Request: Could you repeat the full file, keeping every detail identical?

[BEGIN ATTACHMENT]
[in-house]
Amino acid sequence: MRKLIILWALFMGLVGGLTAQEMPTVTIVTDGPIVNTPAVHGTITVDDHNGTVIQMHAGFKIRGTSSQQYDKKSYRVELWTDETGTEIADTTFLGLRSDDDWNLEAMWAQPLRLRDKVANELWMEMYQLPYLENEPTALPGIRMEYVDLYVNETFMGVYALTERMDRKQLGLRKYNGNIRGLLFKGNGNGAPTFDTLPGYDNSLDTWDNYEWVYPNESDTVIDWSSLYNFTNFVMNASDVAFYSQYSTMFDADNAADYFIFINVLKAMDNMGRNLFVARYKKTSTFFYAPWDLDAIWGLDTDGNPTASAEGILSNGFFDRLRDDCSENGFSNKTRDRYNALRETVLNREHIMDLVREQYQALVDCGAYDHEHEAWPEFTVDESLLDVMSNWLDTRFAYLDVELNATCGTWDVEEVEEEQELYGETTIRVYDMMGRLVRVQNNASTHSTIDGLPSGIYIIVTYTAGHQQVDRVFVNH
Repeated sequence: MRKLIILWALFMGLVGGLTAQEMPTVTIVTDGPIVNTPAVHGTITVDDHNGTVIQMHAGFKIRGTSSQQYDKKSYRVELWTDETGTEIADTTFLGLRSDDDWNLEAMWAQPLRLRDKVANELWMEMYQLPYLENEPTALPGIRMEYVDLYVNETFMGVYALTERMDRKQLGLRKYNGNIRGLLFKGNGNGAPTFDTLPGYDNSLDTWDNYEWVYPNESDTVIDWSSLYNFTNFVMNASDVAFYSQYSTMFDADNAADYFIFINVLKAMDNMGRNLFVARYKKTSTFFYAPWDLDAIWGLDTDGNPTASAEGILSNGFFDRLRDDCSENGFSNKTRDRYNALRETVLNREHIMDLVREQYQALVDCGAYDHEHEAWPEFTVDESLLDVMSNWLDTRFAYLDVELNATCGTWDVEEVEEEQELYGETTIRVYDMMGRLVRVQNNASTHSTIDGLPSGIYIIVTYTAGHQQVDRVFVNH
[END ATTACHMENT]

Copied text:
[in-house]
Amino acid sequence: MRKLIILWALFMGLVGGLTAQEMPTVTIVTDGPIVNTPAVHGTITVDDHNGTVIQMHAGFKIRGTSSQQYDKKSYRVELWTDETGTEIADTTFLGLRSDDDWNLEAMWAQPLRLRDKVANELWMEMYQLPYLENEPTALPGIRMEYVDLYVNETFMGVYALTERMDRKQLGLRKYNGNIRGLLFKGNGNGAPTFDTLPGYDNSLDTWDNYEWVYPNESDTVIDWSSLYNFTNFVMNASDVAFYSQYSTMFDADNAADYFIFINVLKAMDNMGRNLFVARYKKTSTFFYAPWDLDAIWGLDTDGNPTASAEGILSNGFFDRLRDDCSENGFSNKTRDRYNALRETVLNREHIMDLVREQYQALVDCGAYDHEHEAWPEFTVDESLLDVMSNWLDTRFAYLDVELNATCGTWDVEEVEEEQELYGETTIRVYDMMGRLVRVQNNASTHSTIDGLPSGIYIIVTYTAGHQQVDRVFVNH
Repeated sequence: MRKLIILWALFMGLVGGLTAQEMPTVTIVTDGPIVNTPAVHGTITVDDHNGTVIQMHAGFKIRGTSSQQYDKKSYRVELWTDETGTEIADTTFLGLRSDDDWNLEAMWAQPLRLRDKVANELWMEMYQLPYLENEPTALPGIRMEYVDLYVNETFMGVYALTERMDRKQLGLRKYNGNIRGLLFKGNGNGAPTFDTLPGYDNSLDTWDNYEWVYPNESDTVIDWSSLYNFTNFVMNASDVAFYSQYSTMFDADNAADYFIFINVLKAMDNMGRNLFVARYKKTSTFFYAPWDLDAIWGLDTDGNPTASAEGILSNGFFDRLRDDCSENGFSNKTRDRYNALRETVLNREHIMDLVREQYQALVDCGAYDHEHEAWPEFTVDESLLDVMSNWLDTRFAYLDVELNATCGTWDVEEVEEEQELYGETTIRVYDMMGRLVRVQNNASTHSTIDGLPSGIYIIVTYTAGHQQVDRVFVNH